Read the full article by

But Don’t Republicans Love “Responsibility?”

Someone needs to ask Wayne Hoffman!

According to KBOI:

It’s 80 pages of purported waste and ineffectual government spending.

It’s called the 2011 Idaho Report on Government Waste and it’s put out by the Idaho Freedom Foundation, a nonprofit governmental watchdog group. Inside the huge report is page after page of citations, research and advice from experts who say various programs in Idaho’s schools, pension programs and urban renewal plans are ineffectual across the state.

Wayne Hoffman is Executive Director of the group.

“I still read it and I get angry,” Hoffman said. “I’m sitting here looking at all these expenses tax payers are putting their money into and I’m saying why? Why are we doing this and what can we do?”

The following response wins the award for Quote of the Week:

(Butch Otter’s) State of the State address lacked vision, substantive ideas, and a plan for the future. Here’s what puzzles me: Republicans have controlled the Statehouse with large majorities for 16 years. How is that government became so “bloated” on their watch? (emphasis added). And regarding the “proper role of govt.,” since when is educating kids, ensuring the public’s safety, and protecting our most vulnerable citizens improper?

– Brian Cronin, Idaho House of Representatives, Boise District 19B.

Who has been sailing Idaho’s spending ship?

Budget holdbacks are a legacy of GOP’s tax-shifting policies

The Idaho Democratic Party today criticized state Republicans for undermining Idaho’s once-stable finances and shifting the state’s tax burden onto Idaho families and homeowners.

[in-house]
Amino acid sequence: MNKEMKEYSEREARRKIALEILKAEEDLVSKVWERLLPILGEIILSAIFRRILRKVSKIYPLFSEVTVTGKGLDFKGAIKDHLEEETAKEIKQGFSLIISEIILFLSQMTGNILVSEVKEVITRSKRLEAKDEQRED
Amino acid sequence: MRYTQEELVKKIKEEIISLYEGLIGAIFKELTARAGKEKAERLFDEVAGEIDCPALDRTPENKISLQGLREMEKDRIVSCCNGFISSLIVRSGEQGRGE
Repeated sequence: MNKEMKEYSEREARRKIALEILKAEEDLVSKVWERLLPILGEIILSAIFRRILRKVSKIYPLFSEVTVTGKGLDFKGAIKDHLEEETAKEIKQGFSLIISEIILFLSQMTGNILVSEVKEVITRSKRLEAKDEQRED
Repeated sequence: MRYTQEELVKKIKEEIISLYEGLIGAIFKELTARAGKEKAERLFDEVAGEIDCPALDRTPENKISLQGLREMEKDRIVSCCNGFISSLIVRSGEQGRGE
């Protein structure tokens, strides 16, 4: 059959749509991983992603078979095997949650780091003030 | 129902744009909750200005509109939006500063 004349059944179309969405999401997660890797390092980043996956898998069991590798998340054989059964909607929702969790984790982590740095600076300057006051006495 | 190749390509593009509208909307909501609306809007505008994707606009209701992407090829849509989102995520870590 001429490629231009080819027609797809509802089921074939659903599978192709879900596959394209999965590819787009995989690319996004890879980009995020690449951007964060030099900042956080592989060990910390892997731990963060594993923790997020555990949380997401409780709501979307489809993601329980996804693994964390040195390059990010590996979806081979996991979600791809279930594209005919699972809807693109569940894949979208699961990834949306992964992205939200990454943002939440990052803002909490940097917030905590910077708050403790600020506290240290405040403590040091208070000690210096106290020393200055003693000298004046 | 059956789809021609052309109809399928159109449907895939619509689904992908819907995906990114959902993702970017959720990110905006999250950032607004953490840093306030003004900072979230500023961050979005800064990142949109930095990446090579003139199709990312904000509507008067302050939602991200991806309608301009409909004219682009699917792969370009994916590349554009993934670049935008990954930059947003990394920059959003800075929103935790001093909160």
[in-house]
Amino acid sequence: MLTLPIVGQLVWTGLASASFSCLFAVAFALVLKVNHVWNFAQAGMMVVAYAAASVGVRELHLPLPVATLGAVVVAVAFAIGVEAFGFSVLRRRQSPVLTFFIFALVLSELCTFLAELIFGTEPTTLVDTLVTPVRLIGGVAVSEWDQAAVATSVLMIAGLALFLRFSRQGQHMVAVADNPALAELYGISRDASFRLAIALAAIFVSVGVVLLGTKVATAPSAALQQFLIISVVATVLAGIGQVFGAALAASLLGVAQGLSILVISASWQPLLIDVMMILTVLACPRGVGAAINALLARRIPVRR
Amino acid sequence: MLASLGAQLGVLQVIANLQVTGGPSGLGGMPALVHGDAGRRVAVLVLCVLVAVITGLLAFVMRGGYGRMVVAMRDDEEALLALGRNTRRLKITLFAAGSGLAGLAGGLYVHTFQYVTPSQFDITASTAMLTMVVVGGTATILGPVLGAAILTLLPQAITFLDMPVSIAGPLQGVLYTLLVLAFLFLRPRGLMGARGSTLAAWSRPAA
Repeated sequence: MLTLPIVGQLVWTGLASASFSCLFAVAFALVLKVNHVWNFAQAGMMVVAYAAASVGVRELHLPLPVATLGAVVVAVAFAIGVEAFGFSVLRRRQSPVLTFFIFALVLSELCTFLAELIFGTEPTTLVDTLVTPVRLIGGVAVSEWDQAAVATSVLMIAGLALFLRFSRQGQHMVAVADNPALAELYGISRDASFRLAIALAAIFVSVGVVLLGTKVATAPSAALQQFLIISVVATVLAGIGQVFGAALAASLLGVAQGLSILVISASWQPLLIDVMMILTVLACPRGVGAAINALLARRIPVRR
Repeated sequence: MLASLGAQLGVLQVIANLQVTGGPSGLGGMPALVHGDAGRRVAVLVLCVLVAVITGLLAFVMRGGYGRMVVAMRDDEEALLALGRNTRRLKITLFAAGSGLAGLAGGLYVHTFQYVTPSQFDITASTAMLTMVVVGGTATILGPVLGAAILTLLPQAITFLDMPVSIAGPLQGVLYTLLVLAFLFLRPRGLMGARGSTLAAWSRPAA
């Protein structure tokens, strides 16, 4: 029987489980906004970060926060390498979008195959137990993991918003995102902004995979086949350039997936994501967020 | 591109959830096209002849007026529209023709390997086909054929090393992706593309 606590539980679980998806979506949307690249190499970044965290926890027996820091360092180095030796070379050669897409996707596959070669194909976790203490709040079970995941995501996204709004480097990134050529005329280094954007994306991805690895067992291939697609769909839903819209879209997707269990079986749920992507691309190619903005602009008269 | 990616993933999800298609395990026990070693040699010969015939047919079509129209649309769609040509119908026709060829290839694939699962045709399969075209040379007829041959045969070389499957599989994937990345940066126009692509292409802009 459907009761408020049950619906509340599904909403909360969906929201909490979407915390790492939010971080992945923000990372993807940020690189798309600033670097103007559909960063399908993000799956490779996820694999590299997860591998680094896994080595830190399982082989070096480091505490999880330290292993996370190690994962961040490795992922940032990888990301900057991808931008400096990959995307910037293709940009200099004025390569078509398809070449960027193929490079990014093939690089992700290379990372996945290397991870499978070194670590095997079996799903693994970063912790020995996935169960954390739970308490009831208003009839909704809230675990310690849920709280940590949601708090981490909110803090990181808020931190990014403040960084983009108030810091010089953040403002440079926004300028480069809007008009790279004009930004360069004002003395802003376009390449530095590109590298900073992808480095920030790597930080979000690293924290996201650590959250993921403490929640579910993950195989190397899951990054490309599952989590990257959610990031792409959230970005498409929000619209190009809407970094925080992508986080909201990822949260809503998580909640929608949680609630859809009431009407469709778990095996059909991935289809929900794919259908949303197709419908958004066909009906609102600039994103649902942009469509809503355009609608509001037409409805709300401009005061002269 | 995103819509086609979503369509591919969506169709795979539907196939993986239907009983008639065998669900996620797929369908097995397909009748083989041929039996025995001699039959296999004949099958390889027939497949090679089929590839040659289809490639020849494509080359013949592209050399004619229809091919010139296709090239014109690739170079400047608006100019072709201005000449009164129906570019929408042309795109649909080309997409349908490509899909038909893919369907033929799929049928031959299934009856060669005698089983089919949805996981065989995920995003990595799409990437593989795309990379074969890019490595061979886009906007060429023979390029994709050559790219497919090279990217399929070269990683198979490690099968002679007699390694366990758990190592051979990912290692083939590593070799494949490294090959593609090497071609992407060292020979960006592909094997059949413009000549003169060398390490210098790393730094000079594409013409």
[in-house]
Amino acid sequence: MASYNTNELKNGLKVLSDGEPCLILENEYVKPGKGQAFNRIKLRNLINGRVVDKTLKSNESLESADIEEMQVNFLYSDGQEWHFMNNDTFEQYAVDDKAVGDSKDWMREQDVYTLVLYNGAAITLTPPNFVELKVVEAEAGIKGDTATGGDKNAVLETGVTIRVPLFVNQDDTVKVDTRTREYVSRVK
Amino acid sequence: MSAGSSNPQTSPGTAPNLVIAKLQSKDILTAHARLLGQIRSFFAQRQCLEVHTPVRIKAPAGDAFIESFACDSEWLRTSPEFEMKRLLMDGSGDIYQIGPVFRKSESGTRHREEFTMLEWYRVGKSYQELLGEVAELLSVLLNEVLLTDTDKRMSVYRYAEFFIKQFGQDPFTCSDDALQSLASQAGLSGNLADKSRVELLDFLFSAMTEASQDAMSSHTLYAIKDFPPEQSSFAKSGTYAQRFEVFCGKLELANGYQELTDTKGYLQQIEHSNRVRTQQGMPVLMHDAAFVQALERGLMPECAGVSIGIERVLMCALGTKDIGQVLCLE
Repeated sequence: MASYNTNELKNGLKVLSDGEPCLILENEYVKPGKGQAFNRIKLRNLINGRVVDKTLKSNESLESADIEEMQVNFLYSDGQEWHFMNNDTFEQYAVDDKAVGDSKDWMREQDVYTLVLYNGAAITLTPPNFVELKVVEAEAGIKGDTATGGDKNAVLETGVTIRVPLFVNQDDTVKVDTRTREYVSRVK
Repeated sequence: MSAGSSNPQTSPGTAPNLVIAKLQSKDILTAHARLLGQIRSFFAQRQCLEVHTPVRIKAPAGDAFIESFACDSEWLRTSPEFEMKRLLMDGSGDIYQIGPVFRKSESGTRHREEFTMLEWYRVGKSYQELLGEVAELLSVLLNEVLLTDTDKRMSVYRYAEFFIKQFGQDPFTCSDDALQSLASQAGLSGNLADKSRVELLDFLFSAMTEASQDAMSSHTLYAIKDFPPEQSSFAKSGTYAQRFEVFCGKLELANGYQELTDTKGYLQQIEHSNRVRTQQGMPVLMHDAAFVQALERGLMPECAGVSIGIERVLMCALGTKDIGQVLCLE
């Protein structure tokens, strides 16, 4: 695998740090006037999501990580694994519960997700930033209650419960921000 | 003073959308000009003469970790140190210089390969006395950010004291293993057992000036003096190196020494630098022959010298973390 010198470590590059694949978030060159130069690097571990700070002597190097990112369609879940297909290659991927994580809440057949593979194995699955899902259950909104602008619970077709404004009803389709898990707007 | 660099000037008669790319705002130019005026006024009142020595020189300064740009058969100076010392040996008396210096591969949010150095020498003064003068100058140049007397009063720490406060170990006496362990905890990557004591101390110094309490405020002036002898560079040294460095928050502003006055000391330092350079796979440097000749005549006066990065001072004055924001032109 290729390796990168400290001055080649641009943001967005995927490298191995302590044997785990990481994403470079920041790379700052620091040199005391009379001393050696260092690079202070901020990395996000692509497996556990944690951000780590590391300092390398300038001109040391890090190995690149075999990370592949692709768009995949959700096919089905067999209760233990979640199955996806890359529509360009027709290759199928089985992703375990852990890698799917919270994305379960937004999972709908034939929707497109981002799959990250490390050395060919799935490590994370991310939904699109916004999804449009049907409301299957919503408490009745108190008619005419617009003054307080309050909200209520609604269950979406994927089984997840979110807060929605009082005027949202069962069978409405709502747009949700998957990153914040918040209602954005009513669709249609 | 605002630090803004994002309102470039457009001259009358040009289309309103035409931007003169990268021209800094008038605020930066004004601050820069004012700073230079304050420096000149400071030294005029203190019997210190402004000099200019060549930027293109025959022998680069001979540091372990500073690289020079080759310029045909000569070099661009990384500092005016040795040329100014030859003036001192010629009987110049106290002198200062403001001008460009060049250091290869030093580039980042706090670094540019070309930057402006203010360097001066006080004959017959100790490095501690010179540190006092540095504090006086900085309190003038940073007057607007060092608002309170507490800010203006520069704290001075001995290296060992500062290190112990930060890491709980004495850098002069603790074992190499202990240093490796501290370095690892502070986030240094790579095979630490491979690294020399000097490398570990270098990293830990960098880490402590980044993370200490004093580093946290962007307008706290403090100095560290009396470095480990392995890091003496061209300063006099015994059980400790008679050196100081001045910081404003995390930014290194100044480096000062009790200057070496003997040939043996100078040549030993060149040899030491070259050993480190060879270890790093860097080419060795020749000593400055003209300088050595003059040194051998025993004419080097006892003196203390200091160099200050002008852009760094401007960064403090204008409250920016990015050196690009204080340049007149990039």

“It’s true that these are difficult times for individuals and government, but based on their tax-shifting track record, Republicans cannot be trusted to do what needs to be done in a fair and family-friendly way,” Idaho Democratic Party Chairman R. Keith Roark said after Gov. Butch Otter ordered further budget holdbacks this morning.

“For years, Idaho Republicans have been giving special tax breaks to huge corporations at the expense of Idaho families, neighborhood schools and homegrown businesses, which have seen their state taxes climb more than three times as fast as corporations over the past decade.

We’re now seeing the full impact of that decision, and it’s not pretty,” Roark added. Roark also pointed out the irony of the holdback request at a time when the Republican Party has wasted time and taxpayer money on a still-pending lawsuit to close its primary election.

“Idaho families, communities and businesses will struggle with these cuts, yet Idaho Republicans apparently have plenty of time and money to waste on their effort to disenfranchise Idaho voters,” he said. “Once again, Idaho Republicans are displaying their misplaced priorities and lack of leadership while Idahoans continue to struggle with the economic downturn,” Roark said.